In a recent interview with Collider for his upcoming role in Sonic the Hedgehog, Jim Carrey waxes philosophical on one of the most pivotal roles of his career — Truman Burbank in The Truman Show. The 1998 dramedy directed by Peter Weir marked one of the first times Carrey stepped into a more serious role. And as we know, when a talented comedian goes dark for a character, the results can be incredible.

The Truman Show follows the humdrum life of a naive insurance salesman named Truman, who is unaware that he is the subject of a reality show being telecast to the rest of the world for their enjoyment. Only at the end of the movie does Truman realize that his entire world is one elaborately constructed TV set, and he decides to break past the barriers of his artificial reality and into the real world. Carrey muses that a Truman Show sequel would look much different in the context of today's hyper-digital society. He tells Collider:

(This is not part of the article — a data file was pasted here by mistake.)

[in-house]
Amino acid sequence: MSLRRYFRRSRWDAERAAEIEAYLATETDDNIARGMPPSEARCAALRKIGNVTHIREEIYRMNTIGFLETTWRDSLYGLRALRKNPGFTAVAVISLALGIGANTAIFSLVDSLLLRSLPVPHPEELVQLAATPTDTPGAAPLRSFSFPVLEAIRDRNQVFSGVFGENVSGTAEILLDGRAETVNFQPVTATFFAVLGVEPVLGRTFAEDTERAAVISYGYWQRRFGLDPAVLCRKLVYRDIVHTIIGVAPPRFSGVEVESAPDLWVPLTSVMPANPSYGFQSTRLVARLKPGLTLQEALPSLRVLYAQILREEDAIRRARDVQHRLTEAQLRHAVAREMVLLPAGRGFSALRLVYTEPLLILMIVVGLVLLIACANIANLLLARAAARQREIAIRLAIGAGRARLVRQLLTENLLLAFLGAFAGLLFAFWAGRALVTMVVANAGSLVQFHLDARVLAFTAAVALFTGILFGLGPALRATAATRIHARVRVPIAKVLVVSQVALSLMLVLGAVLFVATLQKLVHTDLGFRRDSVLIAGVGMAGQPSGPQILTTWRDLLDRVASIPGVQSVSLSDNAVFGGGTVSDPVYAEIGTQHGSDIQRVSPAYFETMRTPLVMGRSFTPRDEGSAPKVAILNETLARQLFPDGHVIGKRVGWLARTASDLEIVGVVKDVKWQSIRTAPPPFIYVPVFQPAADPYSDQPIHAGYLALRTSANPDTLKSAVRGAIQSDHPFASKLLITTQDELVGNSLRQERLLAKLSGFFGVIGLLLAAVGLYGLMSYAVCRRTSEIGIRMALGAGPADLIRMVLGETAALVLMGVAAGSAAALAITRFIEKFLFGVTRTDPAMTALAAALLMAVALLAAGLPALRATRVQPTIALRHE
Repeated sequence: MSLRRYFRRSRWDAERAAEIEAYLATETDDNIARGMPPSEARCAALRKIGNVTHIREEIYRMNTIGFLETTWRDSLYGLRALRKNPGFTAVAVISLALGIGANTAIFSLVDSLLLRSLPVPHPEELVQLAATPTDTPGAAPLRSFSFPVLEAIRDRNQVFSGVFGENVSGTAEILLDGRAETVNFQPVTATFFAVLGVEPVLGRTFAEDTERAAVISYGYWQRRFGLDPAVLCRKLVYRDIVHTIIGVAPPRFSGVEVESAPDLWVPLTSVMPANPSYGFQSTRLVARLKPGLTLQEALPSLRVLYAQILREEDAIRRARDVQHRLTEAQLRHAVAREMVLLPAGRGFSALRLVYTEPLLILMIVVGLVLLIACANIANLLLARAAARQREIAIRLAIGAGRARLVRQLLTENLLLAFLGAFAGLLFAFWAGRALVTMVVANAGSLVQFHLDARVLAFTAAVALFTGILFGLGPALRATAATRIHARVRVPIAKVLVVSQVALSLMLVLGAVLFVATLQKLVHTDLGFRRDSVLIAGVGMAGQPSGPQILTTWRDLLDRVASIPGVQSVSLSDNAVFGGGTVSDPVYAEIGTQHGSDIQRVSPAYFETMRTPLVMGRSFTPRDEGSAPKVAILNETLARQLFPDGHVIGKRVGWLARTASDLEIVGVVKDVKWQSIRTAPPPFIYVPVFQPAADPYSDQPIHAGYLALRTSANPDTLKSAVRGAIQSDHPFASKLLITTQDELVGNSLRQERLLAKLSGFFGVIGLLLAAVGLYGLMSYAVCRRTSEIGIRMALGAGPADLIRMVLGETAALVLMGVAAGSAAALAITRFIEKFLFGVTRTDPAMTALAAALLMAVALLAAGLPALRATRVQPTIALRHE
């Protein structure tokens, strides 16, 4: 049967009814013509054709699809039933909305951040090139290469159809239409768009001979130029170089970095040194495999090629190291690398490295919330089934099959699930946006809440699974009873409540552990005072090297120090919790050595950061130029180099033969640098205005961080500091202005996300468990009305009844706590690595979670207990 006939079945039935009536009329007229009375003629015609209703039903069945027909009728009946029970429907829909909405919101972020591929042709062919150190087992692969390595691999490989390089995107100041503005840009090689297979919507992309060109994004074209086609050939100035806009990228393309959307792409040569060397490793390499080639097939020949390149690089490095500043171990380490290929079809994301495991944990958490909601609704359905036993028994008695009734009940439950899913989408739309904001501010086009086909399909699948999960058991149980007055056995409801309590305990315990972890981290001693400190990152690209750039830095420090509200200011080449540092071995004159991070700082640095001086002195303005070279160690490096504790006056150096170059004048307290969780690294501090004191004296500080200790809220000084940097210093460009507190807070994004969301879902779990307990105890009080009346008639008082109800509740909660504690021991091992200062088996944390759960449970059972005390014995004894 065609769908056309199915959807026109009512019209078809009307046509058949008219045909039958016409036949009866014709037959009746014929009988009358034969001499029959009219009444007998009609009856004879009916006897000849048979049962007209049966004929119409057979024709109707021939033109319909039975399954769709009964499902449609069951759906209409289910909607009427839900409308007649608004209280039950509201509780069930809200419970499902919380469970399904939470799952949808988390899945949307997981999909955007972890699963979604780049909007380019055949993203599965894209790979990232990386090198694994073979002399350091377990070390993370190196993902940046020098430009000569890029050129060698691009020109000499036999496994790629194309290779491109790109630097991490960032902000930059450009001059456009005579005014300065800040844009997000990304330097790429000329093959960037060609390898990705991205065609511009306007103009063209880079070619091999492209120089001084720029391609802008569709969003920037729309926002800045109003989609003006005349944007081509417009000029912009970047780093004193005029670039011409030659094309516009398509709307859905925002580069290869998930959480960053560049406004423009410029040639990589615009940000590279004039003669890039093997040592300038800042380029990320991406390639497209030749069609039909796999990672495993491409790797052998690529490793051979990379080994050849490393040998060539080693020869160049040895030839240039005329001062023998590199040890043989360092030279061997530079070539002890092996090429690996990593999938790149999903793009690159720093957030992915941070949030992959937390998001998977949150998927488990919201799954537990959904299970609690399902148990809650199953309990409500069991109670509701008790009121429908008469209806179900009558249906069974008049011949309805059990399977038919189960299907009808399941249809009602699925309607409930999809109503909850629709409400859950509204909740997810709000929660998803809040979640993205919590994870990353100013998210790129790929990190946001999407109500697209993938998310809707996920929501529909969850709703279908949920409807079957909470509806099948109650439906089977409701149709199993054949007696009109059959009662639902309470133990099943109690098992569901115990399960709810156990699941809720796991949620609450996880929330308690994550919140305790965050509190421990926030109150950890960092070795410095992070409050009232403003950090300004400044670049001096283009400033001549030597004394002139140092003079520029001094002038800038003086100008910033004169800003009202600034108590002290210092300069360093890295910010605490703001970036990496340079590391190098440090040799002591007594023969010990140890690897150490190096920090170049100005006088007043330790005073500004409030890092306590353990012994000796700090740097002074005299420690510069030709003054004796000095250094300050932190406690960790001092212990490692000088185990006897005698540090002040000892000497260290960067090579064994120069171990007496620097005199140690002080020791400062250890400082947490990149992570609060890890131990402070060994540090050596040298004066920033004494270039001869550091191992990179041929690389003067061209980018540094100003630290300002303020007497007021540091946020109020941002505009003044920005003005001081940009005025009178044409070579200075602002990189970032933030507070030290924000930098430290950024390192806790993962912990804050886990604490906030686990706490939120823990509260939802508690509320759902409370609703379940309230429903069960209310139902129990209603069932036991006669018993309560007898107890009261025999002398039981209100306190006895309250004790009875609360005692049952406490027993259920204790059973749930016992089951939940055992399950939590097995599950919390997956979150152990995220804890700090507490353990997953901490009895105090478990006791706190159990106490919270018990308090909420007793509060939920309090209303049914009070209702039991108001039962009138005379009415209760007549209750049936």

I think The Truman Show is something that exists on a micro level now. It was kind of a story about that on a macro level. But now everybody has a subscriber channel. Everybody has their own little Truman Show world. There’s something to be had there. I often think, and am asked about, what would have happened to Truman when he goes outside the wall. It took me a while to realize that basically, he was alone out there, too, because everybody went back inside. They all wanted to be in the dome.

Carrey makes a fascinating point. With the influx of social media and the introduction of a “digital self,” we have all become subjects of our own life’s story that we choose to present online. Honestly, we’d be very interested in watching that version of a Truman Show sequel. Any takers?

You can catch Jim Carrey in a decidedly more comedic role as the evil Dr. Robotnik in Sonic the Hedgehog, in theaters this Valentine's Day.

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